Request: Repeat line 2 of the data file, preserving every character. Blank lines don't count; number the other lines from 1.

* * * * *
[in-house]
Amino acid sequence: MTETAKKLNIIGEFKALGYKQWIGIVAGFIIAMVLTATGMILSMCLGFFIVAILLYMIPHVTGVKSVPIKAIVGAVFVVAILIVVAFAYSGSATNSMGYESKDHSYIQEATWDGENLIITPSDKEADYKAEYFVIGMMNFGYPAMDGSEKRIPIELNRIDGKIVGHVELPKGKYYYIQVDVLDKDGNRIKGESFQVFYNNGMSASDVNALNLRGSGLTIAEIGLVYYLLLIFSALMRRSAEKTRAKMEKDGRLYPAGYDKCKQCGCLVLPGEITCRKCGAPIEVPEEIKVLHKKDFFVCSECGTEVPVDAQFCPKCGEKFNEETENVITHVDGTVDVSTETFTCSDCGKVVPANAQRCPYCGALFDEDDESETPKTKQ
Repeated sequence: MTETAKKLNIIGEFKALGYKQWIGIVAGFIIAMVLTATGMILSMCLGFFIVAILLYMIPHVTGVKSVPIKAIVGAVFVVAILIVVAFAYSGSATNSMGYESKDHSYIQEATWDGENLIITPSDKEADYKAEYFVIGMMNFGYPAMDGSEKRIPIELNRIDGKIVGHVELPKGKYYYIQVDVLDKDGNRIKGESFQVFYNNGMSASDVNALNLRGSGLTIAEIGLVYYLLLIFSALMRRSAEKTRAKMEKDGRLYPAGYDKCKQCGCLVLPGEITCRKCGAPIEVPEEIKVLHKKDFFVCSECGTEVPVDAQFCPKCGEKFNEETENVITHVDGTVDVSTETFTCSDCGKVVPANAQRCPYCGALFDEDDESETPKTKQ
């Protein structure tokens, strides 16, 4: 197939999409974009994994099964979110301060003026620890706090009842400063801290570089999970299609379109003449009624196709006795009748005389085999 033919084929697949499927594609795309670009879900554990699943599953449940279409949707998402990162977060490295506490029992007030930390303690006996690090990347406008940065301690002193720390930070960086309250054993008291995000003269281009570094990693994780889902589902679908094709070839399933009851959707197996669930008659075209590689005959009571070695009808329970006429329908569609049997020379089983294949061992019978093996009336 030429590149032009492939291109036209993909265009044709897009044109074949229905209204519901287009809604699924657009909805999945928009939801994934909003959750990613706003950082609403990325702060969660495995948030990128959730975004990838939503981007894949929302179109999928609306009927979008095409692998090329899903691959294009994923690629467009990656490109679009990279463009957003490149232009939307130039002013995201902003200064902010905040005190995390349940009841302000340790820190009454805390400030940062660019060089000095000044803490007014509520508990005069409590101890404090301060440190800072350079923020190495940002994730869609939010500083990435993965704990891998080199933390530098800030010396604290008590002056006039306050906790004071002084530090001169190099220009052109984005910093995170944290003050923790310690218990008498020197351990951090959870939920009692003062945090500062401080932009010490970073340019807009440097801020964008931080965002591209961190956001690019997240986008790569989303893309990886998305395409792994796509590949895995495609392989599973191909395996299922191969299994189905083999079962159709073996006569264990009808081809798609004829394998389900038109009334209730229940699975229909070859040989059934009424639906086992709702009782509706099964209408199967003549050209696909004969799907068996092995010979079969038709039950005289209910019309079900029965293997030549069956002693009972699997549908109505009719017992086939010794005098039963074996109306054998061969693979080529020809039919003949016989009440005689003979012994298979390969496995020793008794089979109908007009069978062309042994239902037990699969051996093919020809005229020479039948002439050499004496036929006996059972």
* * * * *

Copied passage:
Amino acid sequence: MTETAKKLNIIGEFKALGYKQWIGIVAGFIIAMVLTATGMILSMCLGFFIVAILLYMIPHVTGVKSVPIKAIVGAVFVVAILIVVAFAYSGSATNSMGYESKDHSYIQEATWDGENLIITPSDKEADYKAEYFVIGMMNFGYPAMDGSEKRIPIELNRIDGKIVGHVELPKGKYYYIQVDVLDKDGNRIKGESFQVFYNNGMSASDVNALNLRGSGLTIAEIGLVYYLLLIFSALMRRSAEKTRAKMEKDGRLYPAGYDKCKQCGCLVLPGEITCRKCGAPIEVPEEIKVLHKKDFFVCSECGTEVPVDAQFCPKCGEKFNEETENVITHVDGTVDVSTETFTCSDCGKVVPANAQRCPYCGALFDEDDESETPKTKQ